The cool thing about the middle is it's also where God lets you dream of the end.
How many times have I read the story about Jesus feeding the five thousand? It's so familiar, we all know it by that simple title. We know what happened. We know who was there.
That's what I was thinking to myself when I read it again, this time in John 6, because that's where my ribbon marker in my Bible was.
I knew about the five loaves and two fish. I knew about the conversation beforehand that showed the disciples' confusion and disbelief. And I was guilty of wondering if God could show me something new as I read the story--again. I was guilty of wondering if God could really use this kind of story to meet me where I was.
The "where I was" part? I was in the middle of a sort of questioning time with God. Having started a new career, a career of self-employment in which I only had God to lean on, I have to admit those questions surfaced often, as in daily. "God, you're going to pay the bills, right?" I was in the middle of trying to run a business while keeping God in the middle and in the loop. I was in the middle of refusing to run, refusing to quit, but sometimes casting glances at Plan B options, even though I knew God didn't want me to count my soldiers. (That story is in 2 Samuel 24.) I was in the middle.
The middle isn't bad. It's just uncomfortable. But that's where God lets us have questions, and doubts, and fears. That's where He lets us do stupid. That's where He lets us worry, and fret, and lay the same inquiries at His feet over and over and over. And that's where He refuses to let go, as long as we refuse to let go, too.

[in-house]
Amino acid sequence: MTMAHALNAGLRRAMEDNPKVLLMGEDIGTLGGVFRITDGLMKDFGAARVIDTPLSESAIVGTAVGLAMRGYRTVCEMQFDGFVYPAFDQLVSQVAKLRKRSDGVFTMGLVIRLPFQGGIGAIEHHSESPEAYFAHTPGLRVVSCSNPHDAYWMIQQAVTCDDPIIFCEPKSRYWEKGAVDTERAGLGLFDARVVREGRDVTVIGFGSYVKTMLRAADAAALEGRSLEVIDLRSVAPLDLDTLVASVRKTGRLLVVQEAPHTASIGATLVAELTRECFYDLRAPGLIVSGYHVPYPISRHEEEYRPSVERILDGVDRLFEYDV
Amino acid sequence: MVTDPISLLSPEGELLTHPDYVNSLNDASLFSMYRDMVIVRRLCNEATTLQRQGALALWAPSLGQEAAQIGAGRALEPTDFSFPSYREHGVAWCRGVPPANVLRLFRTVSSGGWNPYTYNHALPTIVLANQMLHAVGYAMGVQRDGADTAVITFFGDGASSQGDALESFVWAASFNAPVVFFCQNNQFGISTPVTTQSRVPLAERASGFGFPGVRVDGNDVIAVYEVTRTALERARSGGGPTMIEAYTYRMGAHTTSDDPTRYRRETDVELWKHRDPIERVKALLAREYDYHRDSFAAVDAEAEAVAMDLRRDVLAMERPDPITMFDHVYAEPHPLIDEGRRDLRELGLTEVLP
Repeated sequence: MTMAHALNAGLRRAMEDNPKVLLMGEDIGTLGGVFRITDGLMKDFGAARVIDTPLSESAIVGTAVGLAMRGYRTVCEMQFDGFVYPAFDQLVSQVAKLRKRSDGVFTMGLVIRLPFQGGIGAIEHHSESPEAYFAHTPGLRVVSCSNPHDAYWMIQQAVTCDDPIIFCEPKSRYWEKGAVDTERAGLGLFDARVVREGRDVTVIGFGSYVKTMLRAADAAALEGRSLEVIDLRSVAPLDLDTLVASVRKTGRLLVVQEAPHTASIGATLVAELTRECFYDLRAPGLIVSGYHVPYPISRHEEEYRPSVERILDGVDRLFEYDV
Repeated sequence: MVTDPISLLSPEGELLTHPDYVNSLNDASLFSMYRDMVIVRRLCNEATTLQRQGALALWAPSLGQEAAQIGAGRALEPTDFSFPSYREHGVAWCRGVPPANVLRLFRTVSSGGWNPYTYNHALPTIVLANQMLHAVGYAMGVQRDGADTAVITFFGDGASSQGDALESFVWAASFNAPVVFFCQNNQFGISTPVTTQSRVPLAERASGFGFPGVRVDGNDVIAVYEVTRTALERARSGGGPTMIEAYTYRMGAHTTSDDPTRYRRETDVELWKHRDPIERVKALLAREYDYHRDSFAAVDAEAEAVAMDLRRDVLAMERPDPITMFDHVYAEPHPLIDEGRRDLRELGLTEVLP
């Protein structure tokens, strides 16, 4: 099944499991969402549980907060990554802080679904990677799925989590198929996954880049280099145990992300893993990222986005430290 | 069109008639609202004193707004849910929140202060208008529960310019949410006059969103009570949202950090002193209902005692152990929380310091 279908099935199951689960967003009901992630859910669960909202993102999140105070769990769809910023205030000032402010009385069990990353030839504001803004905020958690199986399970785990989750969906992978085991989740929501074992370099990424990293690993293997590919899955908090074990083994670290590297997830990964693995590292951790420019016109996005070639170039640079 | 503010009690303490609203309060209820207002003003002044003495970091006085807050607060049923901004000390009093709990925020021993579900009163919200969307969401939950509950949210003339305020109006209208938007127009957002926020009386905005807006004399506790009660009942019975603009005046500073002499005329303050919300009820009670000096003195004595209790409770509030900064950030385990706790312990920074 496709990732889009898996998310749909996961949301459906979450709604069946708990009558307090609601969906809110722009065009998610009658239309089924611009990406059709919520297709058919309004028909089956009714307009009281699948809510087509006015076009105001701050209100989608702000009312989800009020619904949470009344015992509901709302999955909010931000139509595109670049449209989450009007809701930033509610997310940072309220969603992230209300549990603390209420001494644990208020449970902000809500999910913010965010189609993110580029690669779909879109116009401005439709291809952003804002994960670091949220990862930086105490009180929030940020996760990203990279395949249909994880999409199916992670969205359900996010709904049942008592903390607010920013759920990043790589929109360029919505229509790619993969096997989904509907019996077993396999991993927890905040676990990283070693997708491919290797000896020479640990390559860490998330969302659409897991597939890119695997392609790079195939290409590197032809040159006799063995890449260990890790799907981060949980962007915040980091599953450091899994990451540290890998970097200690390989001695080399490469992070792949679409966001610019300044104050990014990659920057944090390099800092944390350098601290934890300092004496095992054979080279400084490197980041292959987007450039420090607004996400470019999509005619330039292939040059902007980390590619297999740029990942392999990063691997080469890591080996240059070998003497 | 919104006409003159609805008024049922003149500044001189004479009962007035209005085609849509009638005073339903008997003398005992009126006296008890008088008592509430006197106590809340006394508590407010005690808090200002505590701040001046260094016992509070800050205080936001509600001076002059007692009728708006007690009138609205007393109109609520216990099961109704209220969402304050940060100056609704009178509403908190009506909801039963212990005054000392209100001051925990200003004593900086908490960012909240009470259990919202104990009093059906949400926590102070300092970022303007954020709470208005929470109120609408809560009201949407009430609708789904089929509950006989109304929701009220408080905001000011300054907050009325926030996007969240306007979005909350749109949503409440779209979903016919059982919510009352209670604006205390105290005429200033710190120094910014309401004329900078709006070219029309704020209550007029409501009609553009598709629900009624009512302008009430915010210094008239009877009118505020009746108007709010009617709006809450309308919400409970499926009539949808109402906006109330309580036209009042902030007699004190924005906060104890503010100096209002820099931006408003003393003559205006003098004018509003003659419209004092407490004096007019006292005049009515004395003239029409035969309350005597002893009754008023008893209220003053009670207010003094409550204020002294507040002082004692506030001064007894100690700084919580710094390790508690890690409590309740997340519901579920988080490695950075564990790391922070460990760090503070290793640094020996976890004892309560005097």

So, I was in the middle, and I read the story of Jesus feeding the five thousand.
The cool thing about being in the middle is that it's also where God lets you dream of the end. He lets your spirit be strengthened. He lets you take a deep breath and plant your feet on the solid ground that is His Word.
So, there in the middle, I read about Andrew. I read about him bringing the little boy with the five loaves of bread and two fish. Even though he didn't know what could be done with so little, he brought it anyway.
Lesson #1: Even though I don't know what Jesus will do with what I have to offer, I will bring it anyway.
Then I read about Jesus. I read about Him telling the disciples to have the people sit down. You see, He was getting ready to do something with the little that was brought to Him.
Lesson #2: If I will concern myself only with bringing what I have, Jesus will take care of getting the people ready for me.
Then I read about the people. I read about them eating as much as they wanted. They were full.
Lesson #3: God is a God of more than enough. He will be for the people I will touch, and He will be for me.
Then I read about the leftovers. I read about the disciples gathering up 12 baskets full of leftover fish and bread.
Lesson #4: Well, it's more like my dream. I want to live a life of such trust through lessons 1, 2, and 3 that I have leftovers! I want to be so blessed that I have enough to share. I want to share everything--His provision, His love, His compassion, His joy.
And I think, if I won't give up, God will make that dream come true.
So, today, that's my prayer, my dream, my strength to keep going through the middle and come out on the other side dancing. God, please give me leftovers!
©2014 Wendi Miller
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